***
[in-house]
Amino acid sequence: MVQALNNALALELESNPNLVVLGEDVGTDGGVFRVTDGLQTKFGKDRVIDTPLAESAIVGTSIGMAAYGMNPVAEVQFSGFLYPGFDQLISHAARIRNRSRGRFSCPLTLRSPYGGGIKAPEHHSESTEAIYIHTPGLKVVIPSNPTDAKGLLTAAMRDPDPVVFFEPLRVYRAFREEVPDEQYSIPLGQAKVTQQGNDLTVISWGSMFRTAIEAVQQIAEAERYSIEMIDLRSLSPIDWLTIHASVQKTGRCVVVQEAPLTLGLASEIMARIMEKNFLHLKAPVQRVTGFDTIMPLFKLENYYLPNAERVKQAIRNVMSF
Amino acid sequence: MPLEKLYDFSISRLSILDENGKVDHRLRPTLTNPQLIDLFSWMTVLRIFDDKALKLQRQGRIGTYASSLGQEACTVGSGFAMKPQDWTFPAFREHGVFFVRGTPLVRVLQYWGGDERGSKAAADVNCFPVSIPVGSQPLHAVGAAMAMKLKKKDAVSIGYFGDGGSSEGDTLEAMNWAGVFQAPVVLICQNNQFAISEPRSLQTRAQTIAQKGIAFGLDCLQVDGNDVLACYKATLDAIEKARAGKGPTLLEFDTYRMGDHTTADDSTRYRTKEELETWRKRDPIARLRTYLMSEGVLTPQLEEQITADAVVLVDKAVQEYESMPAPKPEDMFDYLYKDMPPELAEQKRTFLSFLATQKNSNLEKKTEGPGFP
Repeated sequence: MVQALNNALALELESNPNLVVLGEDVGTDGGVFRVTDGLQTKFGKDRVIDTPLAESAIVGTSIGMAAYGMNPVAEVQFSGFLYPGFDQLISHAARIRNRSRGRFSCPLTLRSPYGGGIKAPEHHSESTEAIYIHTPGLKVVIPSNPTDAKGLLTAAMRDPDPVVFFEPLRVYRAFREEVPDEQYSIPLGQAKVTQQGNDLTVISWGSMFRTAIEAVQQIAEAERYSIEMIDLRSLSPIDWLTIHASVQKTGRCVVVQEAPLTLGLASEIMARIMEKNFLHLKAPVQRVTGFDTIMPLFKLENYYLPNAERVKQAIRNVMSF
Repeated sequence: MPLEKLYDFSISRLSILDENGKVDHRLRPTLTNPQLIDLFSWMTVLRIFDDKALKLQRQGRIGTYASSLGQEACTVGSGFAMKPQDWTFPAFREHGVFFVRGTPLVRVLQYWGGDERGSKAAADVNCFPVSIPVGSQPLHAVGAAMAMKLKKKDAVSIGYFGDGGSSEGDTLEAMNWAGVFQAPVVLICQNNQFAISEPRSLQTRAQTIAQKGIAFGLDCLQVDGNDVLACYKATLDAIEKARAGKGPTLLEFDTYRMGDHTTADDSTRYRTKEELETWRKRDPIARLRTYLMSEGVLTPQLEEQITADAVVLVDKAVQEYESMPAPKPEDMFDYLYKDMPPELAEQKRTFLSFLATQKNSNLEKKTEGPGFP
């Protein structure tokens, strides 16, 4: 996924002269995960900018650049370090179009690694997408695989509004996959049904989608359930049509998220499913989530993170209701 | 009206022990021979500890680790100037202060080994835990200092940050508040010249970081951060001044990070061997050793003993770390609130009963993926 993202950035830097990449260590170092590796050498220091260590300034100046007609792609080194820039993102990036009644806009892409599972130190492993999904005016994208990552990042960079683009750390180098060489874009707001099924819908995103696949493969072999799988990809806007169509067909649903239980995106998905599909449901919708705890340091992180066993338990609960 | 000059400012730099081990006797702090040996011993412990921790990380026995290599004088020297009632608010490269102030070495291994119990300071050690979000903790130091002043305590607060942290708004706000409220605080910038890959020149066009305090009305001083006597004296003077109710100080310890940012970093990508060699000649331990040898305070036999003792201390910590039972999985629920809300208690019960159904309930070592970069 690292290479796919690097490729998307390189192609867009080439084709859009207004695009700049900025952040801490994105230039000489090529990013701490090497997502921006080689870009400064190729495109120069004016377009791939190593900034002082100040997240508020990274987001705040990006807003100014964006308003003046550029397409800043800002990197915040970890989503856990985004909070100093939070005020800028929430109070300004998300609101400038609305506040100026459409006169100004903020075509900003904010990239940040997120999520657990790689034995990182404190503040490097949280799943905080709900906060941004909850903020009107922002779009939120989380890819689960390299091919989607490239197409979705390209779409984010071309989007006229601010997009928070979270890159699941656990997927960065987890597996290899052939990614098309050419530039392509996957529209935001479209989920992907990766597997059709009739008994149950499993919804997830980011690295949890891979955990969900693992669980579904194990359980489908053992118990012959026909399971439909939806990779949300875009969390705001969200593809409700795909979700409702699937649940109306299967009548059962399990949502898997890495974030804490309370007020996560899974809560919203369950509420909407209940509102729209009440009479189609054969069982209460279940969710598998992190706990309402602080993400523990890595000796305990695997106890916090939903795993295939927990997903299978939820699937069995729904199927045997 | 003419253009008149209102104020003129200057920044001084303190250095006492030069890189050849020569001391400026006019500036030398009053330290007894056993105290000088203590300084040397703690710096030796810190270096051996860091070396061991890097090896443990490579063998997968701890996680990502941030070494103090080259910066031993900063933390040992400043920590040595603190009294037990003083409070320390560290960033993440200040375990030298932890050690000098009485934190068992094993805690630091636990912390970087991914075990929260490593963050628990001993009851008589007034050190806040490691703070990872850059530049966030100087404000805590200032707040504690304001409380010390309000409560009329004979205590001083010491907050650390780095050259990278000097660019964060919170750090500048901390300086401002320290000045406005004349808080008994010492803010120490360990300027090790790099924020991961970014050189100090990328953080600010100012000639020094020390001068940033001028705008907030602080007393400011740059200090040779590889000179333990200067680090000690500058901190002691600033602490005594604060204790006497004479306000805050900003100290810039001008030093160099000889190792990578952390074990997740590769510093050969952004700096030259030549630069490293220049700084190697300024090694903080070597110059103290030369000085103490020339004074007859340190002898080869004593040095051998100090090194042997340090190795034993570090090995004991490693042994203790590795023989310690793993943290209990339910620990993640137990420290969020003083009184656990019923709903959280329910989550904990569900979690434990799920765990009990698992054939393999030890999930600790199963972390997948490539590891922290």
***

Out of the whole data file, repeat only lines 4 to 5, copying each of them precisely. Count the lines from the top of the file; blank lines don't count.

Repeated sequence: MVQALNNALALELESNPNLVVLGEDVGTDGGVFRVTDGLQTKFGKDRVIDTPLAESAIVGTSIGMAAYGMNPVAEVQFSGFLYPGFDQLISHAARIRNRSRGRFSCPLTLRSPYGGGIKAPEHHSESTEAIYIHTPGLKVVIPSNPTDAKGLLTAAMRDPDPVVFFEPLRVYRAFREEVPDEQYSIPLGQAKVTQQGNDLTVISWGSMFRTAIEAVQQIAEAERYSIEMIDLRSLSPIDWLTIHASVQKTGRCVVVQEAPLTLGLASEIMARIMEKNFLHLKAPVQRVTGFDTIMPLFKLENYYLPNAERVKQAIRNVMSF
Repeated sequence: MPLEKLYDFSISRLSILDENGKVDHRLRPTLTNPQLIDLFSWMTVLRIFDDKALKLQRQGRIGTYASSLGQEACTVGSGFAMKPQDWTFPAFREHGVFFVRGTPLVRVLQYWGGDERGSKAAADVNCFPVSIPVGSQPLHAVGAAMAMKLKKKDAVSIGYFGDGGSSEGDTLEAMNWAGVFQAPVVLICQNNQFAISEPRSLQTRAQTIAQKGIAFGLDCLQVDGNDVLACYKATLDAIEKARAGKGPTLLEFDTYRMGDHTTADDSTRYRTKEELETWRKRDPIARLRTYLMSEGVLTPQLEEQITADAVVLVDKAVQEYESMPAPKPEDMFDYLYKDMPPELAEQKRTFLSFLATQKNSNLEKKTEGPGFP